Anwar al Awlaki: Jihadists should steal from disbelievers
Al Qaeda in the Arabian Peninsula (AQAP) has released the fourth volume of its Inspire magazine online and it features a potentially revealing commentary by al Qaeda cleric Anwar al Awlaki. In an article entitled "The Ruling on Dispossessing the Disbelievers [sic] wealth in Dar al-Harb," Awlaki argues that jihadists should not rely exclusively on donations and that instead they have the right to loot "disbelievers" in order to finance their activities.
"Our jihad cannot depend wholly on donations made by Muslims," Awlaki writes. Pointing to the past, Awlaki argues that Muslim forces have typically relied upon raids against disbelievers, as well as taxes paid by non-Muslim peoples to finance jihad.
"It is about time that we take serious steps towards securing a strong financial backing for our work rather than depending on donations," Awlaki argues.
Awlaki's article suggests that American-led efforts to disrupt AQAP's fundraising efforts in the Gulf are working. Indeed, Awlaki openly laments such efforts:
Dear brothers: Jihad heavily relies on money. In Qur'an, the physical jihad is associated with jihad with one's wealth in eight verses. In every verse but one, jihad with wealth preceded the physical jihad. That is because without wealth there can be no jihad.
Our enemies have realized that. Therefore they are "following the money trail" and are trying to dry up all the sources of funding "terrorism".
This may be a thinly-veiled compliment to the US Treasury Department, which has spearheaded international efforts to disrupt al Qaeda's financing. In October 2009, David Cohen, the Treasury Department's assistant secretary for terrorist financing, explained that al Qaeda was "in its weakest financial condition in several years, and that, as a result, its influence is waning,"
Cohen went on to caution that al Qaeda still had wealthy donors "who are ready, willing and able to contribute to al Qaeda," according to CBS News.
AQAP has made public appeals to such donors on multiple occasions. In September 2009, Said al Shihri, a former Guantanamo detainee who is AQAP's second-in-command, asked for assistance "to help jihad to keep going."
"The blessed Jihad performed by your brethren in Yemen against the enemies of Islam needs the core of life and the core Jihad, which is money," al Shihri said in a video recorded on a cell phone, according to CBS News. Similarly, other al Qaeda leaders have issued pleas for cash repeatedly over the past two years.
It appears, however, that al Qaeda's recent fundraising efforts have not been as successful as the group hoped.
Awlaki's message is just the latest by AQAP to focus on the economics of jihad. A special issue of Inspire released in November of last year was entitled "$4,200" - the amount that AQAP claims it cost to build and ship cargo plane bombs. [See LWJ report, AQAP releases a 'special issue' of Inspire magazine.]
The deadly packages were intercepted before they could be detonated, but AQAP claimed the operation was a success anyway. AQAP's reasoning was straightforward. While it cost the terror group only several thousand dollars to launch the foiled attack, deemed "Operation Hemorrhage," the West would be forced to spend "billions of dollars" to defend against future attempts.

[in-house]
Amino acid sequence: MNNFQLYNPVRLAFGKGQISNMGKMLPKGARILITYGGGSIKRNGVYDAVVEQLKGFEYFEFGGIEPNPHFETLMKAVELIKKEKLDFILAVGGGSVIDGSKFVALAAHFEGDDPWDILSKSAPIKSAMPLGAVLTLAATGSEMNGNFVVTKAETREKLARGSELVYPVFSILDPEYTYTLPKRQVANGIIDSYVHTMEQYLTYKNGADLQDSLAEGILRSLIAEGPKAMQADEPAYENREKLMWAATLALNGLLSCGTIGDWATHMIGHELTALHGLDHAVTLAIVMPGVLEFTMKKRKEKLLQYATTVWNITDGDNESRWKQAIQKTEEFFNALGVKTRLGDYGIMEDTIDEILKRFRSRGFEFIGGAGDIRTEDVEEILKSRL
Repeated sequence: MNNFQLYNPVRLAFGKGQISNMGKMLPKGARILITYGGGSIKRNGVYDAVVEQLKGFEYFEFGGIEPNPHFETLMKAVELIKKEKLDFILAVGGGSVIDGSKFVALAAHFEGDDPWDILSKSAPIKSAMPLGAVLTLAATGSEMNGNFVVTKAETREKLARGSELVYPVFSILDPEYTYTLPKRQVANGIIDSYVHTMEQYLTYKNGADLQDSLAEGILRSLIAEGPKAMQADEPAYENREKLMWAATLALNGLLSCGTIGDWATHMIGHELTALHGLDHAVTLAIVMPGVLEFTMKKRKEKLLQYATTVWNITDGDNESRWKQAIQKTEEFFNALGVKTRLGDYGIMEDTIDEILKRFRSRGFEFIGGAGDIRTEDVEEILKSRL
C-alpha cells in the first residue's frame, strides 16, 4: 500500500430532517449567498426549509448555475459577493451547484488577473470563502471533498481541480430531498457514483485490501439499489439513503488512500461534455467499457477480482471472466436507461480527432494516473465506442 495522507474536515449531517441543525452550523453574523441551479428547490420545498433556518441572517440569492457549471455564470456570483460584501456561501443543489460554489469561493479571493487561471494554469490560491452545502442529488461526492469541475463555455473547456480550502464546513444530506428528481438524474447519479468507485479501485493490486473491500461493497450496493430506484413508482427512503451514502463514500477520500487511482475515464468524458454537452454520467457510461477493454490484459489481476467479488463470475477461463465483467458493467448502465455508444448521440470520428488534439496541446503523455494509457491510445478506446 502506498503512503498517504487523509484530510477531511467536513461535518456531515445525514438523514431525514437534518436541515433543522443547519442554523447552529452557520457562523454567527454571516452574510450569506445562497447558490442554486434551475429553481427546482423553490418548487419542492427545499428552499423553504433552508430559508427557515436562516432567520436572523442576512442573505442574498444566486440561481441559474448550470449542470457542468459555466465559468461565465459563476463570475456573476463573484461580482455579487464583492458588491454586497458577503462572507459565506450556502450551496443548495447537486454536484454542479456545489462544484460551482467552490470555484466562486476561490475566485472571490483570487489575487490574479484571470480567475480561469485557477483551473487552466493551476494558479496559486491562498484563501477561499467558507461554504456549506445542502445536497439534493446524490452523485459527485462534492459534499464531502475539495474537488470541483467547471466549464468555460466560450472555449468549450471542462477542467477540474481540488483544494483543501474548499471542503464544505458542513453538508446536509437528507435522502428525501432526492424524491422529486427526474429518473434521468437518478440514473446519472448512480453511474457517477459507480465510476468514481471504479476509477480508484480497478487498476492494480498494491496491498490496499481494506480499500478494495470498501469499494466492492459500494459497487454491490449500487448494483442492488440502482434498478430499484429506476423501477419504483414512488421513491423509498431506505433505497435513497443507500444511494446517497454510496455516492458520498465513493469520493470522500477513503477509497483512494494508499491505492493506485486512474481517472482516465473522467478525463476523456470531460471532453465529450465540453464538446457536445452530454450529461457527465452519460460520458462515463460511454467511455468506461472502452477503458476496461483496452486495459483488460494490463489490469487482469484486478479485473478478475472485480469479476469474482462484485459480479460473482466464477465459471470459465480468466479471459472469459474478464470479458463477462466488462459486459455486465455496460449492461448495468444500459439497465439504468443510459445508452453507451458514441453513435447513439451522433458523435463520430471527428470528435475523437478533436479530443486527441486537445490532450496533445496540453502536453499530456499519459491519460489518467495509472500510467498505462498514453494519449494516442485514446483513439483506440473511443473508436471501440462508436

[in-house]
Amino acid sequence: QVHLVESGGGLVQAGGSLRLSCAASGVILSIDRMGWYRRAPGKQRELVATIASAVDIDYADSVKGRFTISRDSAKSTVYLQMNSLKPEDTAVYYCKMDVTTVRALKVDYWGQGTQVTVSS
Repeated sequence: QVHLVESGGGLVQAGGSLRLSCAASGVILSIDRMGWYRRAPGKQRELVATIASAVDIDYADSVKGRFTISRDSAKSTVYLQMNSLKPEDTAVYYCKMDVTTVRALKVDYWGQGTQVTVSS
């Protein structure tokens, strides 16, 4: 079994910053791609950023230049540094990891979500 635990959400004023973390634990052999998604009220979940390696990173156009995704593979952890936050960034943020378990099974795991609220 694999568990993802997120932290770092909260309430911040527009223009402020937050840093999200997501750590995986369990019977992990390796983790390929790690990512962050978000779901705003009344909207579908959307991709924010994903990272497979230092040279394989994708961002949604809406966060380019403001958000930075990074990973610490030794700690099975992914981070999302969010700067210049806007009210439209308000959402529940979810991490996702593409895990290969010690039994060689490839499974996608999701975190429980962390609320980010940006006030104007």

This simple cost-benefit argument was clearly intended to justify additional donations to AQAP. But Awlaki argues that jihadists cannot wait for gifts from their fellow Muslims because "jihad around the world is in dire need of financial support."
"Rather than the Muslims financing their jihad from their own pockets, they should finance it from the pockets of their enemies," Awlaki writes. Of course, al Qaeda affiliates ranging from western Iraq to North Africa and into Europe have already done just that. Al Qaeda-affiliated parties typically resort to kidnappings, theft, drug sales, and other petty crimes to finance their jihad.
Therefore, Awlaki's strategy is not a new one. But it could represent a new urgency for AQAP as it seeks ways to fund not only its own terrorist campaign, but also willing recruits in the West. Indeed, Awlaki argues that jihadists living in the West are not bound by their nations' laws and that they should feel free to loot the disbelievers' coffers.
Drawing on jihadist literature that marks a distinction between dar al-harb (the land of war, which is not governed by Islamic law and in which there is no truce between Muslims and non-Muslims) and dar al-'ahd (the land of covenant, where Muslims and non-Muslims have entered into a pact of non-aggression), Awlaki writes:
Muslims are not bound by the covenants of citizenship and visa that exist between them and nations of dar al-harb. It is the consensus of our scholars that the property of the disbelievers in dar al-harb is halal [permissible] for the Muslims and is a legitimate target for the mujahidin.
Awlaki cautions Muslims to "avoid targeting citizens of countries where the public opinion is supportive of some of the Muslim causes." In such unnamed countries, Awlaki says, it is best to target "Government owned property," "Banks," "Global corporations," and "Wealth belonging to disbelievers with known animosity towards Muslims."
With respect to America, however, Awlaki has no reservations about stealing from any parties in his former homeland. "In the case of the United States," Awlaki writes, "both the government and private citizens should be targeted." The al Qaeda cleric surmises:
The American people who vote for war mongering governments are intent on no good. Anyone who inflicts harm on them in any form is doing a favor to the ummah.